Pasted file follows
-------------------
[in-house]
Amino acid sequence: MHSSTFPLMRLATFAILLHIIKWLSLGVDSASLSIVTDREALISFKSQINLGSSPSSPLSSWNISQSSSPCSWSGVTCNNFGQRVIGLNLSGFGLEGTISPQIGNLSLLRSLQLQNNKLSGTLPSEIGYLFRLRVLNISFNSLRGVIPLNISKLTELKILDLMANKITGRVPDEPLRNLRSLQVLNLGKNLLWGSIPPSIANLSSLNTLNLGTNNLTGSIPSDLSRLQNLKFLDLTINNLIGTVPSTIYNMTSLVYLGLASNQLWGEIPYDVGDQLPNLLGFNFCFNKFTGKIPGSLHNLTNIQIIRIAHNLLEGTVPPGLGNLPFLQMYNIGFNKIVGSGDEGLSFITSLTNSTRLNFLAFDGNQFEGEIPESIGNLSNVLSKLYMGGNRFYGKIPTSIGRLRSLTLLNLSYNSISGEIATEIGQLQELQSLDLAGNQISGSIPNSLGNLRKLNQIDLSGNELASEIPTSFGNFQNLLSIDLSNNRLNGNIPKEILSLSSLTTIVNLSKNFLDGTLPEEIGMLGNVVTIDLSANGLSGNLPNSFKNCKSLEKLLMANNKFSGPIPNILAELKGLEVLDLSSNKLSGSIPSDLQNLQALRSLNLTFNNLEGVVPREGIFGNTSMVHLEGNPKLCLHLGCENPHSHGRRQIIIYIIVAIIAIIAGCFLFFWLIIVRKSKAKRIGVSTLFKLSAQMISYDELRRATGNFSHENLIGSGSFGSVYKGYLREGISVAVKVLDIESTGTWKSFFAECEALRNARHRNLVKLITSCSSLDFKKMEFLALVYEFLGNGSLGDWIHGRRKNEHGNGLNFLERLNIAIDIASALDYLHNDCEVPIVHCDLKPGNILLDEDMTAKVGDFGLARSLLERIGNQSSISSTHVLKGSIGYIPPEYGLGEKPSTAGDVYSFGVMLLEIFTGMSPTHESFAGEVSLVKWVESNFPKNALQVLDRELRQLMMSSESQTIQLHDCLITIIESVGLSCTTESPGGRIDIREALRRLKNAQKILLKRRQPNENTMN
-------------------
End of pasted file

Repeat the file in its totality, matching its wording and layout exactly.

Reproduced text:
[in-house]
Amino acid sequence: MHSSTFPLMRLATFAILLHIIKWLSLGVDSASLSIVTDREALISFKSQINLGSSPSSPLSSWNISQSSSPCSWSGVTCNNFGQRVIGLNLSGFGLEGTISPQIGNLSLLRSLQLQNNKLSGTLPSEIGYLFRLRVLNISFNSLRGVIPLNISKLTELKILDLMANKITGRVPDEPLRNLRSLQVLNLGKNLLWGSIPPSIANLSSLNTLNLGTNNLTGSIPSDLSRLQNLKFLDLTINNLIGTVPSTIYNMTSLVYLGLASNQLWGEIPYDVGDQLPNLLGFNFCFNKFTGKIPGSLHNLTNIQIIRIAHNLLEGTVPPGLGNLPFLQMYNIGFNKIVGSGDEGLSFITSLTNSTRLNFLAFDGNQFEGEIPESIGNLSNVLSKLYMGGNRFYGKIPTSIGRLRSLTLLNLSYNSISGEIATEIGQLQELQSLDLAGNQISGSIPNSLGNLRKLNQIDLSGNELASEIPTSFGNFQNLLSIDLSNNRLNGNIPKEILSLSSLTTIVNLSKNFLDGTLPEEIGMLGNVVTIDLSANGLSGNLPNSFKNCKSLEKLLMANNKFSGPIPNILAELKGLEVLDLSSNKLSGSIPSDLQNLQALRSLNLTFNNLEGVVPREGIFGNTSMVHLEGNPKLCLHLGCENPHSHGRRQIIIYIIVAIIAIIAGCFLFFWLIIVRKSKAKRIGVSTLFKLSAQMISYDELRRATGNFSHENLIGSGSFGSVYKGYLREGISVAVKVLDIESTGTWKSFFAECEALRNARHRNLVKLITSCSSLDFKKMEFLALVYEFLGNGSLGDWIHGRRKNEHGNGLNFLERLNIAIDIASALDYLHNDCEVPIVHCDLKPGNILLDEDMTAKVGDFGLARSLLERIGNQSSISSTHVLKGSIGYIPPEYGLGEKPSTAGDVYSFGVMLLEIFTGMSPTHESFAGEVSLVKWVESNFPKNALQVLDRELRQLMMSSESQTIQLHDCLITIIESVGLSCTTESPGGRIDIREALRRLKNAQKILLKRRQPNENTMN